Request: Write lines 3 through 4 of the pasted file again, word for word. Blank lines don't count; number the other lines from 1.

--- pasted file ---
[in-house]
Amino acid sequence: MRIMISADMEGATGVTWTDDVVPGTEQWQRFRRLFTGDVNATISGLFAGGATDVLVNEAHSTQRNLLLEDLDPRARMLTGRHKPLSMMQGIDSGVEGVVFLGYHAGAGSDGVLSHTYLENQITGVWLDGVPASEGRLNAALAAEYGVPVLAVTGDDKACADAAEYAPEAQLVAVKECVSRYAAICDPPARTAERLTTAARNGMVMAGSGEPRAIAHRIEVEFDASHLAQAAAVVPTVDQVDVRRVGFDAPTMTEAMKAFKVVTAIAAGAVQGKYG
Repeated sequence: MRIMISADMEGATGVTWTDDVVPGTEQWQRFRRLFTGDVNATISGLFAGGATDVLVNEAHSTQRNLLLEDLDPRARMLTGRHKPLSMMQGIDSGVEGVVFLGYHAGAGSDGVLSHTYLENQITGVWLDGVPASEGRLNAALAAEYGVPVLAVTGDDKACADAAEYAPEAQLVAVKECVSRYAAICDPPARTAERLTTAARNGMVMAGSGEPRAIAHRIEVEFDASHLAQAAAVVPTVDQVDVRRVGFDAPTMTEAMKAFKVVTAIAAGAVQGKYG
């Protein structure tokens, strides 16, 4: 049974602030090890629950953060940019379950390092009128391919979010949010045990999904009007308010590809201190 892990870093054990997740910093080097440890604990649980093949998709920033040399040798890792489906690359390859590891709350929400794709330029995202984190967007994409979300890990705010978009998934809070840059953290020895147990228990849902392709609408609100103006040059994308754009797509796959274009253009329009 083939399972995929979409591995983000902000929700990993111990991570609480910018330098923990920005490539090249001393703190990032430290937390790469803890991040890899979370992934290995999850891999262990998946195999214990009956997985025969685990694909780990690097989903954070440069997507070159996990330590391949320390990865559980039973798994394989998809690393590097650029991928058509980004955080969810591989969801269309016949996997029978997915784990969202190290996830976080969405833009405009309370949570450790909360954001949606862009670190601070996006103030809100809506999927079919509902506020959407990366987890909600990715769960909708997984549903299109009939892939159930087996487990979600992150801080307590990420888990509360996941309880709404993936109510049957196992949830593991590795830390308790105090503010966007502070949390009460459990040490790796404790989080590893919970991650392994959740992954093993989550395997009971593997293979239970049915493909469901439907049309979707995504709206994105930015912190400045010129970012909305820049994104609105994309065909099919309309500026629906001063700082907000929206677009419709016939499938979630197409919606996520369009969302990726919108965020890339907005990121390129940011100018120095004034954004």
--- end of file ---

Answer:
Repeated sequence: MRIMISADMEGATGVTWTDDVVPGTEQWQRFRRLFTGDVNATISGLFAGGATDVLVNEAHSTQRNLLLEDLDPRARMLTGRHKPLSMMQGIDSGVEGVVFLGYHAGAGSDGVLSHTYLENQITGVWLDGVPASEGRLNAALAAEYGVPVLAVTGDDKACADAAEYAPEAQLVAVKECVSRYAAICDPPARTAERLTTAARNGMVMAGSGEPRAIAHRIEVEFDASHLAQAAAVVPTVDQVDVRRVGFDAPTMTEAMKAFKVVTAIAAGAVQGKYG
């Protein structure tokens, strides 16, 4: 049974602030090890629950953060940019379950390092009128391919979010949010045990999904009007308010590809201190 892990870093054990997740910093080097440890604990649980093949998709920033040399040798890792489906690359390859590891709350929400794709330029995202984190967007994409979300890990705010978009998934809070840059953290020895147990228990849902392709609408609100103006040059994308754009797509796959274009253009329009 083939399972995929979409591995983000902000929700990993111990991570609480910018330098923990920005490539090249001393703190990032430290937390790469803890991040890899979370992934290995999850891999262990998946195999214990009956997985025969685990694909780990690097989903954070440069997507070159996990330590391949320390990865559980039973798994394989998809690393590097650029991928058509980004955080969810591989969801269309016949996997029978997915784990969202190290996830976080969405833009405009309370949570450790909360954001949606862009670190601070996006103030809100809506999927079919509902506020959407990366987890909600990715769960909708997984549903299109009939892939159930087996487990979600992150801080307590990420888990509360996941309880709404993936109510049957196992949830593991590795830390308790105090503010966007502070949390009460459990040490790796404790989080590893919970991650392994959740992954093993989550395997009971593997293979239970049915493909469901439907049309979707995504709206994105930015912190400045010129970012909305820049994104609105994309065909099919309309500026629906001063700082907000929206677009419709016939499938979630197409919606996520369009969302990726919108965020890339907005990121390129940011100018120095004034954004």